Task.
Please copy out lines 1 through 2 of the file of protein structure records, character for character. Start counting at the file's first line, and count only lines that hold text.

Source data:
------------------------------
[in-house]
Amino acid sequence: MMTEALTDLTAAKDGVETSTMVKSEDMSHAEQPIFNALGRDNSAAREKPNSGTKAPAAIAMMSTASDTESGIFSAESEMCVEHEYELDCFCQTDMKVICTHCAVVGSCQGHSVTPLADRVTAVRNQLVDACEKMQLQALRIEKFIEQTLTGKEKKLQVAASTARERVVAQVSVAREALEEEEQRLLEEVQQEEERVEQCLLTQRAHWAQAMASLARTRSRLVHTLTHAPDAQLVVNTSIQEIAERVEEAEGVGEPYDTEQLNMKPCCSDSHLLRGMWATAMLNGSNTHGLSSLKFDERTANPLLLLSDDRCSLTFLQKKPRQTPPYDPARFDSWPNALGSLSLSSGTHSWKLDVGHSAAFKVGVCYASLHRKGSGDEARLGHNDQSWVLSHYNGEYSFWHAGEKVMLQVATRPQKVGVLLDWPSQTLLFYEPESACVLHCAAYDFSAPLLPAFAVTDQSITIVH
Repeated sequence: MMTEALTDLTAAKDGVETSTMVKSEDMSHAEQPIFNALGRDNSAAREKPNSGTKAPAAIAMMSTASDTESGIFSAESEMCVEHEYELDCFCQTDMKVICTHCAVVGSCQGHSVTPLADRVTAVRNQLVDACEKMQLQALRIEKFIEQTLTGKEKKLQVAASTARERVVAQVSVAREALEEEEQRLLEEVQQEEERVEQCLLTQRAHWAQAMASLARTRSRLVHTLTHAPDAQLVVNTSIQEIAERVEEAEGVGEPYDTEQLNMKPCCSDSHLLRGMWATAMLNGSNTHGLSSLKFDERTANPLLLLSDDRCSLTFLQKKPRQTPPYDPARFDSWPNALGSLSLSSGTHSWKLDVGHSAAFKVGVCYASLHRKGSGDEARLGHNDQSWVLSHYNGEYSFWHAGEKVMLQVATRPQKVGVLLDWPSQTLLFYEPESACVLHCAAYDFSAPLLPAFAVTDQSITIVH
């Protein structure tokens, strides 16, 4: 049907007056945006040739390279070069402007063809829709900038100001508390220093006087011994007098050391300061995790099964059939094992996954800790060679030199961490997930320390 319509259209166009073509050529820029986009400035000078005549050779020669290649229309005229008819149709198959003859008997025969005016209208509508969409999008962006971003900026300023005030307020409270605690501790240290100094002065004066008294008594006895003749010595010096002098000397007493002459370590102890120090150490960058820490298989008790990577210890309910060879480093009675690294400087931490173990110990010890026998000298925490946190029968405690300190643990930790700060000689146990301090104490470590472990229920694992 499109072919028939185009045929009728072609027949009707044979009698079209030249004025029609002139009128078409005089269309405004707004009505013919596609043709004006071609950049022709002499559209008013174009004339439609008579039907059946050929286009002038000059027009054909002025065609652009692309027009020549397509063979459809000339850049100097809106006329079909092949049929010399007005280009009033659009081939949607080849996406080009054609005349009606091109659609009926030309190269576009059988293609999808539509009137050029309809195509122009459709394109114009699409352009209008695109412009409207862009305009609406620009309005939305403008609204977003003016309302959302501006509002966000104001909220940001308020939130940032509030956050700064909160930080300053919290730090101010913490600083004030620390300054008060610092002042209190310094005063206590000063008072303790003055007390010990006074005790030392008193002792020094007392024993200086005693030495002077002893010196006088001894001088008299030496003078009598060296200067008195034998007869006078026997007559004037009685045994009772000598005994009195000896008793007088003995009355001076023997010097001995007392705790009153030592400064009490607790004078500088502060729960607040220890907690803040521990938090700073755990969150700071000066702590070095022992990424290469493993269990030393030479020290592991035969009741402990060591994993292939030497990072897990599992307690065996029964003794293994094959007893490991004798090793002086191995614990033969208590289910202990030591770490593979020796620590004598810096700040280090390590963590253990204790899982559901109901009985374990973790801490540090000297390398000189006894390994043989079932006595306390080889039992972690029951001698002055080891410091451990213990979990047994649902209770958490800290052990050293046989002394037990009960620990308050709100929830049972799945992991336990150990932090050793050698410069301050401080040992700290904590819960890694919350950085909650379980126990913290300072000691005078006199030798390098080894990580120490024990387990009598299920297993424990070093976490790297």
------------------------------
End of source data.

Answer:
[in-house]
Amino acid sequence: MMTEALTDLTAAKDGVETSTMVKSEDMSHAEQPIFNALGRDNSAAREKPNSGTKAPAAIAMMSTASDTESGIFSAESEMCVEHEYELDCFCQTDMKVICTHCAVVGSCQGHSVTPLADRVTAVRNQLVDACEKMQLQALRIEKFIEQTLTGKEKKLQVAASTARERVVAQVSVAREALEEEEQRLLEEVQQEEERVEQCLLTQRAHWAQAMASLARTRSRLVHTLTHAPDAQLVVNTSIQEIAERVEEAEGVGEPYDTEQLNMKPCCSDSHLLRGMWATAMLNGSNTHGLSSLKFDERTANPLLLLSDDRCSLTFLQKKPRQTPPYDPARFDSWPNALGSLSLSSGTHSWKLDVGHSAAFKVGVCYASLHRKGSGDEARLGHNDQSWVLSHYNGEYSFWHAGEKVMLQVATRPQKVGVLLDWPSQTLLFYEPESACVLHCAAYDFSAPLLPAFAVTDQSITIVH